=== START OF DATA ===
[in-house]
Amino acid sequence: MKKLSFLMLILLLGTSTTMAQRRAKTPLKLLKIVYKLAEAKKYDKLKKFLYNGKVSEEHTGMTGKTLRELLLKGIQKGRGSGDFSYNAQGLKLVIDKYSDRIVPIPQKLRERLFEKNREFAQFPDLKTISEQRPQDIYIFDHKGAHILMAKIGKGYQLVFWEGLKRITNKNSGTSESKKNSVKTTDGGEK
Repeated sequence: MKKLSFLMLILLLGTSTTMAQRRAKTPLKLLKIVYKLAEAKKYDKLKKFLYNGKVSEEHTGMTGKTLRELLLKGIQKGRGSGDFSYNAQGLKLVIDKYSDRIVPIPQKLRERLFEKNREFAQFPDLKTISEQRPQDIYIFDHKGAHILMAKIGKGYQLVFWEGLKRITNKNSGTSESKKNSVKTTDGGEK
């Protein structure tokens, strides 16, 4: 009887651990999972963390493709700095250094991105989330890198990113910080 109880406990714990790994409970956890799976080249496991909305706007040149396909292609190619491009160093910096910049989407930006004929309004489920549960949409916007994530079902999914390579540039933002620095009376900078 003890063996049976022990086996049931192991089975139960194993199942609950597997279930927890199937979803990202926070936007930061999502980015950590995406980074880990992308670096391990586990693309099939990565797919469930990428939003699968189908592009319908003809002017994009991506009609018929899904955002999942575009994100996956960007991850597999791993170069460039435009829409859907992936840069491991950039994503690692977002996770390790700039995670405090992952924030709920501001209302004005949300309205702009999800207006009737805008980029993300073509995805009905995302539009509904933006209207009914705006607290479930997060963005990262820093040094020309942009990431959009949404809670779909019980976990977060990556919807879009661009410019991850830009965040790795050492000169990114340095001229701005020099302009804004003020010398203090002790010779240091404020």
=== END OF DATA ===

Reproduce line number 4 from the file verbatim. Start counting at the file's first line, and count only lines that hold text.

């Protein structure tokens, strides 16, 4: 009887651990999972963390493709700095250094991105989330890198990113910080 109880406990714990790994409970956890799976080249496991909305706007040149396909292609190619491009160093910096910049989407930006004929309004489920549960949409916007994530079902999914390579540039933002620095009376900078 003890063996049976022990086996049931192991089975139960194993199942609950597997279930927890199937979803990202926070936007930061999502980015950590995406980074880990992308670096391990586990693309099939990565797919469930990428939003699968189908592009319908003809002017994009991506009609018929899904955002999942575009994100996956960007991850597999791993170069460039435009829409859907992936840069491991950039994503690692977002996770390790700039995670405090992952924030709920501001209302004005949300309205702009999800207006009737805008980029993300073509995805009905995302539009509904933006209207009914705006607290479930997060963005990262820093040094020309942009990431959009949404809670779909019980976990977060990556919807879009661009410019991850830009965040790795050492000169990114340095001229701005020099302009804004003020010398203090002790010779240091404020």